Manual GameFuel Setup - DGL-4100 or DGL-4300

I have a D-Link DGL-4300 "GamerLounge" router. This page is about the custom rules I've set up to prioritize outbound traffic using the router's GameFuel feature.

But first, let's have a look at my hosts. You will need to know this to make sense of the rules I've set up.

eyehome (.7) is my El Gato EyeHome media player. This machine can surf the Web, but I never use it for that, so I haven't established any rules for it. The EyeHome gets media content from my Mac and plays that, and since that's all on the LAN, the rules wouldn't apply anyway.

roku (.5) is my Roku SoundBridge music player. This machine can connect to the Internet for updates and sometimes does, and it can listen to streaming radio, but it never sends much data out over the Internet. You'l notice I have a rule that assigns all its outbound traffic (which amounts to HTTP stream requests, DNS lookups, and ACKs) to priority 100. This is the highest priority used for anything but the Vonage adapter (and equal to the priority used for DNS lookups and outbound ICMP from any host). Basically, I want to make sure the ACKs for HTTP streams can get out even if I'm uploading something, so I prioritize them above most of my usual traffic.

ata (.4) is the Vonage analog telephone adapter (ATA). All outbound traffic from it gets assigned a priority of 50, which is the highest priority I use for anything. (I chose 50 so if I ever need to give something an even higher priority in the future, I can use a lower number, but I don't see that happening.)

ore (.6) is my Win2K box, which serves as my mail/web server. I do not use it as my main machine -- that honor goes to the Mac (named "ingot", see below). All outbound traffic from ore goes at priority 200. However, note that the router evaluates these rules in the order they are listed on the page and stops when it finds the first matching rule. That means that the rules that assign higher priorities to DNS and ICMP do apply to traffic coming from this machine.

ingot (.3) is my Mac (so named because it is an aluminum G5 that weighs sixty pounds) -- the machine I am typing on most of the time when I'm home. My goal with ingot is to prioritize outbound traffic on low-numbered ports above the Web server (but below the ATA), as these are short transmissions like DNS lookups and HTTP requests (and of course ACKs for things I'm downloading) where low latency is important. Accordingly these are given a priority of 150.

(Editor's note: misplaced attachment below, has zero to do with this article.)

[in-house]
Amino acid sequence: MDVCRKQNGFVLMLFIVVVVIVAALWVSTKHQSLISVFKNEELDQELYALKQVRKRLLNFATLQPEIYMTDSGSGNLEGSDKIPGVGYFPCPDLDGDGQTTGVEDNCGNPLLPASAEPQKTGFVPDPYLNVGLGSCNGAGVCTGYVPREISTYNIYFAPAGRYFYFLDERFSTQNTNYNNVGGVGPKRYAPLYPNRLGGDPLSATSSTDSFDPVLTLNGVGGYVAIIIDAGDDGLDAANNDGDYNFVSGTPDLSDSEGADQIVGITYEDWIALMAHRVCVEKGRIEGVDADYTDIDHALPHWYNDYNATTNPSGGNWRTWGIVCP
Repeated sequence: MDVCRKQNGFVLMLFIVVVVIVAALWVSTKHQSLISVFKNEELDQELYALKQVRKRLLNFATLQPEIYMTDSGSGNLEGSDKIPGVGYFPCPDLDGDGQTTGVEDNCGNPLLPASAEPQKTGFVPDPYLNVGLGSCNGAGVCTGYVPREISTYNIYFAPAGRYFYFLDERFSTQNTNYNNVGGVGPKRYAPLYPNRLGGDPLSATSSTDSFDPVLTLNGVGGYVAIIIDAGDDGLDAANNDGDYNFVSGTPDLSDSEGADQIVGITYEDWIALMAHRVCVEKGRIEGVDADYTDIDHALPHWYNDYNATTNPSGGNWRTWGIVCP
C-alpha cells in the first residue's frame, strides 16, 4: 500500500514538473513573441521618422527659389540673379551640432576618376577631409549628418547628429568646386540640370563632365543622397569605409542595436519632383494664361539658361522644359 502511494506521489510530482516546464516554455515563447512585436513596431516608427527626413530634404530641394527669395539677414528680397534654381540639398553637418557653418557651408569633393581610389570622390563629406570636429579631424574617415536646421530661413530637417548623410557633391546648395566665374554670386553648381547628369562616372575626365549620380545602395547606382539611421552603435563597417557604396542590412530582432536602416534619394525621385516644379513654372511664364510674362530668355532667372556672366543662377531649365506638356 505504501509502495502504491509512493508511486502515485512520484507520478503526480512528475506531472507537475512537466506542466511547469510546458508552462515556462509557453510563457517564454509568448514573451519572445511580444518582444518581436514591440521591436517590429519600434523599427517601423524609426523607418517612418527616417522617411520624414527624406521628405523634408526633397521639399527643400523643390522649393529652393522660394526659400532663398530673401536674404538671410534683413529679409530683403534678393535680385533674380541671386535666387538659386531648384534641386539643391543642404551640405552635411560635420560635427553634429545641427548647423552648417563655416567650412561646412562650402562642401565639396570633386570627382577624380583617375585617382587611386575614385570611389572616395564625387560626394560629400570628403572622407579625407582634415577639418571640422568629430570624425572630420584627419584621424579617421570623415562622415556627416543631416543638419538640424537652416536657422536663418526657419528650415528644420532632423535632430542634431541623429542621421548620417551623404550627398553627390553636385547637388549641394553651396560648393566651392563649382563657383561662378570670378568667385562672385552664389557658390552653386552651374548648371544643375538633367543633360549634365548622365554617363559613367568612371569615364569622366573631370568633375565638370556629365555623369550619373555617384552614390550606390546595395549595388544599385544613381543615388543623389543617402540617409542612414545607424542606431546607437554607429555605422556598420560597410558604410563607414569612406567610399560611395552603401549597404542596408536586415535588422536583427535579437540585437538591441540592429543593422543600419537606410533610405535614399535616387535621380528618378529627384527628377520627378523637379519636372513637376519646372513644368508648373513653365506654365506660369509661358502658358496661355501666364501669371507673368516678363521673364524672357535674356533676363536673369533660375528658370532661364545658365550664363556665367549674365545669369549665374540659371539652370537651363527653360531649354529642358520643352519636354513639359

Connections to AOL and to AIM (iChat) are also given a priority of 150 -- but only when connecting to the hosts I know AOL uses for these services. Messages sent on the AIM/AOL port to the AIM or AOL host are things I've typed and the occasional status message; these are short transmissions that should have low latency. However, if I'm sending a file to another AIM user, it won't match these rules and will be assigned a priority of 255, the lowest priority -- the same as most other outbound traffic generated by the machine. (This includes, say, BitTorrent traffic, Soulseek, Gnutella -- all use high-numbered ports and are automatically given the lowest priority. I never want anyone unable to get to my Web site [priority 200] because I'm seeding a torrent or something.)

Additionally, you'll find a rule that prioritizes outbound traffic on an inbound ssh connection. This is because I sometimes log into the machine from the office and tunnel to various services on my Mac and my PC, and I want that traffic to have a decent amount of priority, so if I'm ever Slashdotted I can RDC to the PC and throttle the bandwidth a bit, or whatever. Also, I tunnel my home iTunes library over that and listen to it at work, and I don't want heavy hits on my Web site to interrupt my listening pleasure.

Many of the rules I've written for the router are there to deal with the fact that I want some traffic from the Mac to be higher priority than the mail/Web server, but other traffic from the Mac I want to be lower priority than the mail/Web server.